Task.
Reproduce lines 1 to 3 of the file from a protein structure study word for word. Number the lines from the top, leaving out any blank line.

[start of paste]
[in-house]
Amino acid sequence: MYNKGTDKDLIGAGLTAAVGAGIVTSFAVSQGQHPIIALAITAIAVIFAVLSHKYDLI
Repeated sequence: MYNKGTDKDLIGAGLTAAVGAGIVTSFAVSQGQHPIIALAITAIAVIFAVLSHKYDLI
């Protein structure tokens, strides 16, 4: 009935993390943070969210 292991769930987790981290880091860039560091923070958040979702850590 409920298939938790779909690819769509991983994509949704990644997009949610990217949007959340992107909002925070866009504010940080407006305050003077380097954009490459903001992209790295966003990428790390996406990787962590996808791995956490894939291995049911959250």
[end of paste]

[in-house]
Amino acid sequence: MYNKGTDKDLIGAGLTAAVGAGIVTSFAVSQGQHPIIALAITAIAVIFAVLSHKYDLI
Repeated sequence: MYNKGTDKDLIGAGLTAAVGAGIVTSFAVSQGQHPIIALAITAIAVIFAVLSHKYDLI